WASHINGTON/BEIJING -- The U.S. and China have resumed trade negotiations after last month's summit broke a deadlock, but both sides are still preparing for a protracted battle as key issues remain far from settled.
U.S. Trade Representative Robert Lighthizer and Treasury Secretary Steven Mnuchin spoke by phone on Tuesday with Vice Premier Liu He and Commerce Minister Zhong Shan. A senior Washington official said only that the two sides are continuing negotiations to resolve the remaining points of contention, without offering even a time frame for face-to-face talks.
"There is no time limit on China. There is no speed," National Economic Council Director Larry Kudlow said Tuesday at an event hosted by CNBC, implying that a deal could be a long way off.
The last 10% of the talks will be "tough," he said.
Some analysts see little chance of additional tariffs within the next few months ahead of celebrations to mark the 70th anniversary of modern China's founding on Oct. 1 -- a top priority for Chinese President Xi Jinping. And U.S. President Donald Trump agreed last month to postpone threatened duties on another $300 billion in Chinese imports after he met with Xi on the sidelines of the G-20 summit in Osaka.
But the hurdles to an agreement look higher now than they did when talks broke down in May, suggesting that another long stalemate lies ahead.
Chinese imports of American agricultural products are a potential point of tension. Trump declared after his meeting with Xi that China would buy a "tremendous" amount of food and farm goods, but there has been no sign of such spending yet.
"Xi made no specific commitment during the meeting" despite Trump's pushing for him to do so, the South China Morning Post reported Tuesday.
Taoran Notes, a Chinese state-affiliated blog, warned Friday that China would not buy U.S. agricultural products if Washington flip-flopped again in trade talks, signaling that Beijing is willing to use them as a bargaining chip.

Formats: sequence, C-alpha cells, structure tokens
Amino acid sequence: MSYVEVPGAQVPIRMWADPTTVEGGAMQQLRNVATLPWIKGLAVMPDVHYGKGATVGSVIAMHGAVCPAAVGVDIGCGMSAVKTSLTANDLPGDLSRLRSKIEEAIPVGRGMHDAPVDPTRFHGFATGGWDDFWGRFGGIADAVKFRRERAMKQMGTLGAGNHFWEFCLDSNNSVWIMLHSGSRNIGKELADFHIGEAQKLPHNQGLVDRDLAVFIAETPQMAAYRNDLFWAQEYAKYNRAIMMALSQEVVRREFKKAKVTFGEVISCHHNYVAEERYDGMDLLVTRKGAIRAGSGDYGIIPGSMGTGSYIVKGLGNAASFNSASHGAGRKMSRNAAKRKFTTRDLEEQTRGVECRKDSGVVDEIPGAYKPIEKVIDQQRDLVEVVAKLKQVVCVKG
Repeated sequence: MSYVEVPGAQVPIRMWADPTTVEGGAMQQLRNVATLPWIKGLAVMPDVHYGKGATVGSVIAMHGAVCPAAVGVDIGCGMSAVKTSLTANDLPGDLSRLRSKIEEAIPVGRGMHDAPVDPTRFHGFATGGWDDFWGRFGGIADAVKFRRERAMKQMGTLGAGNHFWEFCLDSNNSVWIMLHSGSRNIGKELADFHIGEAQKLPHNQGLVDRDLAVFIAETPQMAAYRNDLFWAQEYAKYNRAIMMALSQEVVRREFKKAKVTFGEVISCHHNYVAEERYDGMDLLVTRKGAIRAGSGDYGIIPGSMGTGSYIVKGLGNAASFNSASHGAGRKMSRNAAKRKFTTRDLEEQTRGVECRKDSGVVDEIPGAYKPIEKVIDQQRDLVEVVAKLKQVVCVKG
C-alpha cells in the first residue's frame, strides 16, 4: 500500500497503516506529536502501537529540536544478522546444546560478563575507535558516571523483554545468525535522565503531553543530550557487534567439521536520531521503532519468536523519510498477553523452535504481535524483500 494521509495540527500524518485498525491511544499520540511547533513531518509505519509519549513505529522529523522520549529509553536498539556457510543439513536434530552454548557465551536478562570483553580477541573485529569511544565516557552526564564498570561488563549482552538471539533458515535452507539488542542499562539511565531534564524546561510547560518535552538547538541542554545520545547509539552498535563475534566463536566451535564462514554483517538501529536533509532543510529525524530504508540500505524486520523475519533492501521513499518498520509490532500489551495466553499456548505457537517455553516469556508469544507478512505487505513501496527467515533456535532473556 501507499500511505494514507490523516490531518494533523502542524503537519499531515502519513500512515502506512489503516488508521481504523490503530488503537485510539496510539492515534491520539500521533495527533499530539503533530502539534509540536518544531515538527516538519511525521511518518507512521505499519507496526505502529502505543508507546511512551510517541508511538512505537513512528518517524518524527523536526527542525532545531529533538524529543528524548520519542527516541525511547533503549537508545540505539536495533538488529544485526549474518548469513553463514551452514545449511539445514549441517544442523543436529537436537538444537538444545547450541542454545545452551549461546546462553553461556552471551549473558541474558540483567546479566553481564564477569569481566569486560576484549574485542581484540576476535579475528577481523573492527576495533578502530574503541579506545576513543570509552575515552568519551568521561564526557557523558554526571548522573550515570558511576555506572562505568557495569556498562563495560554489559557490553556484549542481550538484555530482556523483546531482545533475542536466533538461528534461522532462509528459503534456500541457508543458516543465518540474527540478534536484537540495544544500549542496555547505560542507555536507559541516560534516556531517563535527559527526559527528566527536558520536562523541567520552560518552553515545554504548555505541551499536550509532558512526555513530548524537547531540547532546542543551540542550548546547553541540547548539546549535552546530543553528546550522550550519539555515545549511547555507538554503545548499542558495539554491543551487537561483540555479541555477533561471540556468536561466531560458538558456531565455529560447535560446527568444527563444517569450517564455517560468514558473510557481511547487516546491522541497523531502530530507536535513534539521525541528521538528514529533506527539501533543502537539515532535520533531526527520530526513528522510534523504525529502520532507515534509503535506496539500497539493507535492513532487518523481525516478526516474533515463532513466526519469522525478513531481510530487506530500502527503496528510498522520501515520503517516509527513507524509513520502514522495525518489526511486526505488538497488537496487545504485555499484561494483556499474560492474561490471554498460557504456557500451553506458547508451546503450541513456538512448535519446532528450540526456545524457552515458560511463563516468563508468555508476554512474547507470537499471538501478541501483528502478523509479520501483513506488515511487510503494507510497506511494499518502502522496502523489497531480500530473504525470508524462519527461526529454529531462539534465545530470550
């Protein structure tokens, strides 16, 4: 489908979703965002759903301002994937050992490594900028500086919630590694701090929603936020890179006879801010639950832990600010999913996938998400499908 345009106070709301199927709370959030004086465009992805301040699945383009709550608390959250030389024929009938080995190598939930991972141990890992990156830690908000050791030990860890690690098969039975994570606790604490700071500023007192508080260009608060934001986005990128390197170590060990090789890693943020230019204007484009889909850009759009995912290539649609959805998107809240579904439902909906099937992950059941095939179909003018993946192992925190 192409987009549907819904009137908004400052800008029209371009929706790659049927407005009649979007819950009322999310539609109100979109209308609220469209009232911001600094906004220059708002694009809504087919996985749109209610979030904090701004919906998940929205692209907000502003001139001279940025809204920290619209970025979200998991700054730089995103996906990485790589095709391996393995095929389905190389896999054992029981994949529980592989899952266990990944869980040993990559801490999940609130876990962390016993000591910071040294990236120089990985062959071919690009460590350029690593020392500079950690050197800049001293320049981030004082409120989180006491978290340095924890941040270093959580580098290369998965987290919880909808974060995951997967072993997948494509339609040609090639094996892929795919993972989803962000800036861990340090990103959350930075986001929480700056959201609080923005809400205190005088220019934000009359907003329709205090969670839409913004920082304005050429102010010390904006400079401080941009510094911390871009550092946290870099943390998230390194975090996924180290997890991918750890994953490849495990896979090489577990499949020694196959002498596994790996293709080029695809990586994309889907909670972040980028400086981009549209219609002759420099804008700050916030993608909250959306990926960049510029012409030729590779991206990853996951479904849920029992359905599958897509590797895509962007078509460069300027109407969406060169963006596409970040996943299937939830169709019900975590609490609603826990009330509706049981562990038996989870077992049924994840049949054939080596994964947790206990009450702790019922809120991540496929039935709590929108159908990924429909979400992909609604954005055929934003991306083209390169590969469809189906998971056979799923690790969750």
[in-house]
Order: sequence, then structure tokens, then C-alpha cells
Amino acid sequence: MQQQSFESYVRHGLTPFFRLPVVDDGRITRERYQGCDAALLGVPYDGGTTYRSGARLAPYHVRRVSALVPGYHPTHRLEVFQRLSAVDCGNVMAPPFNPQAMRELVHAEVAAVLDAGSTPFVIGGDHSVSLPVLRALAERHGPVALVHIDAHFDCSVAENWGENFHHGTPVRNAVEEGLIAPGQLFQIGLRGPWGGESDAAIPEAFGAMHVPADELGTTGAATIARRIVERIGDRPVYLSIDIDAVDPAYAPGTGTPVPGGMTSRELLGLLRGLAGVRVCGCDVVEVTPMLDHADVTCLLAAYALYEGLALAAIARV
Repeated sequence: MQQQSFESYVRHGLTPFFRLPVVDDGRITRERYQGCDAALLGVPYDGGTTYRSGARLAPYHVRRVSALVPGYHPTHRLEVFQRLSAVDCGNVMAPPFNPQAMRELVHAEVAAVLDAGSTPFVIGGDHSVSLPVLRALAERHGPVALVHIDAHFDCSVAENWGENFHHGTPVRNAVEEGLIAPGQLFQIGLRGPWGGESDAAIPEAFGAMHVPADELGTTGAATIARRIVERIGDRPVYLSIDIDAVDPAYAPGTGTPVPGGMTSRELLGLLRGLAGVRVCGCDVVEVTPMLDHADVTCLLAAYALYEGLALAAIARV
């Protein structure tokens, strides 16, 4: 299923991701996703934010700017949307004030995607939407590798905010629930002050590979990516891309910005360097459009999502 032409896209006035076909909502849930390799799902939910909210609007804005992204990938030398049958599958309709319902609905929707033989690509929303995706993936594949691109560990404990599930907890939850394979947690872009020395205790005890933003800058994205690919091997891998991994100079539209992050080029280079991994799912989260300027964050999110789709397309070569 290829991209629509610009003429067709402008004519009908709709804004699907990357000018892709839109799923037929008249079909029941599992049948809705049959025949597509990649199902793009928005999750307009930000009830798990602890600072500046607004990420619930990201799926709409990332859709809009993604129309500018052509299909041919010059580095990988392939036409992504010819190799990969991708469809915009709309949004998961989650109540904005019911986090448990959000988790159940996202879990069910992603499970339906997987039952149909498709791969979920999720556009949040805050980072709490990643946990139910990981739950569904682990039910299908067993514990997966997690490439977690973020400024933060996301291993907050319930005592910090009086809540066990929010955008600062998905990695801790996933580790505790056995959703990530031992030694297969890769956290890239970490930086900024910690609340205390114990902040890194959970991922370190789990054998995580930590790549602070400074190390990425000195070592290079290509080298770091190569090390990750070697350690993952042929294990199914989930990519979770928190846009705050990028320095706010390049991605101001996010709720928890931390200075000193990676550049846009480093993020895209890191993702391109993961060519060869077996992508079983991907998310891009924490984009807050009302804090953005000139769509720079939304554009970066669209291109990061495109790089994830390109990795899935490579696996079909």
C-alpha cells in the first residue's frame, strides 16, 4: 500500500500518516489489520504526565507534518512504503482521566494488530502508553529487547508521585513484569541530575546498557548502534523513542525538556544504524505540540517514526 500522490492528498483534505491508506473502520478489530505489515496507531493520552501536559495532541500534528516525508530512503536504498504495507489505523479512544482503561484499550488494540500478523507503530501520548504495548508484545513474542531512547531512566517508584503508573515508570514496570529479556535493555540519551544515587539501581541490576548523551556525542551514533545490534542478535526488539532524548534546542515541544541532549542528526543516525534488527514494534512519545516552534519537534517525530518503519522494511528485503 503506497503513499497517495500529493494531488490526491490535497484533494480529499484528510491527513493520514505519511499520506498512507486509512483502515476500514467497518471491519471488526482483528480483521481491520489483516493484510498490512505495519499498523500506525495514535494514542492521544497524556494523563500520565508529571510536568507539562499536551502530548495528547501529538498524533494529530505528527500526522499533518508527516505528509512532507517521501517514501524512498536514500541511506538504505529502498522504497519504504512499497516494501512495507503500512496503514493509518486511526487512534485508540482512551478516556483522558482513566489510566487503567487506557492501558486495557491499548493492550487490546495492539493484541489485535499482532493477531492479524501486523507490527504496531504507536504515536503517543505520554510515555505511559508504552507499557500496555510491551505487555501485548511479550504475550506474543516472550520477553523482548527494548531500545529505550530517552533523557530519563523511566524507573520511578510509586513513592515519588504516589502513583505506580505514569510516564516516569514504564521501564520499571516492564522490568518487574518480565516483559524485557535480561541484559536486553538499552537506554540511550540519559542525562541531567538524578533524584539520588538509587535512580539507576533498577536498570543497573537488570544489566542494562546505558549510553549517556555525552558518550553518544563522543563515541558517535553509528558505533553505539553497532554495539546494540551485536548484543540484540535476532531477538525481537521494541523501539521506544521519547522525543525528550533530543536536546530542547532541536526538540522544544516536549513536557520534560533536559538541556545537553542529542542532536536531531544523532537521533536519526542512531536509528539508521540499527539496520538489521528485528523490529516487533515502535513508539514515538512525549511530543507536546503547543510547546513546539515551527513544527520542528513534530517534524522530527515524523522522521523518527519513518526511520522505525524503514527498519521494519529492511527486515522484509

Structural issues including forced technology transfers and cyberattacks will need to be renegotiated, as an alleged Chinese retreat on these points reportedly sank the previous talks in May.
And the two sides have yet to agree on how to handle the punitive tariffs already in place. Washington wants to keep some even after a deal is reached, a position that Beijing has refused to accept.
"All tariffs that have been imposed must be removed if China and the U.S. come to an agreement," Commerce Ministry representative Gao Feng told reporters last week.
Some progress has been made on Washington's treatment of China's Huawei Technologies, another sticking point.
U.S. Commerce Secretary Wilbur Ross spelled out for the first time Tuesday some details of the sanctions reprieve mentioned by Trump after his meeting with Xi.
While Huawei will remain on a U.S. blacklist, Washington will issue licenses to do business with the telecommunications equipment maker in cases where there is "no threat to national security," he said. He stipulated that the department will still review requests with a presumption of denial.
"Within those confines, we will try to make sure that we don’t just transfer revenue from the U.S. to foreign firms," he said. Kudlow noted at the CNBC event that the components in question could be sourced from South Korea, Taiwan or Vietnam.
Even after this loosening, however, U.S. suppliers remain unlikely to be able to sell high-tech components or software to Huawei. And a senior Washington official said the company will remain shut out of American fifth-generation wireless networks.
The Commerce Department may put out more specific guidelines later on. But where the line will be drawn will remain unclear until applications start coming in, a former U.S. official said.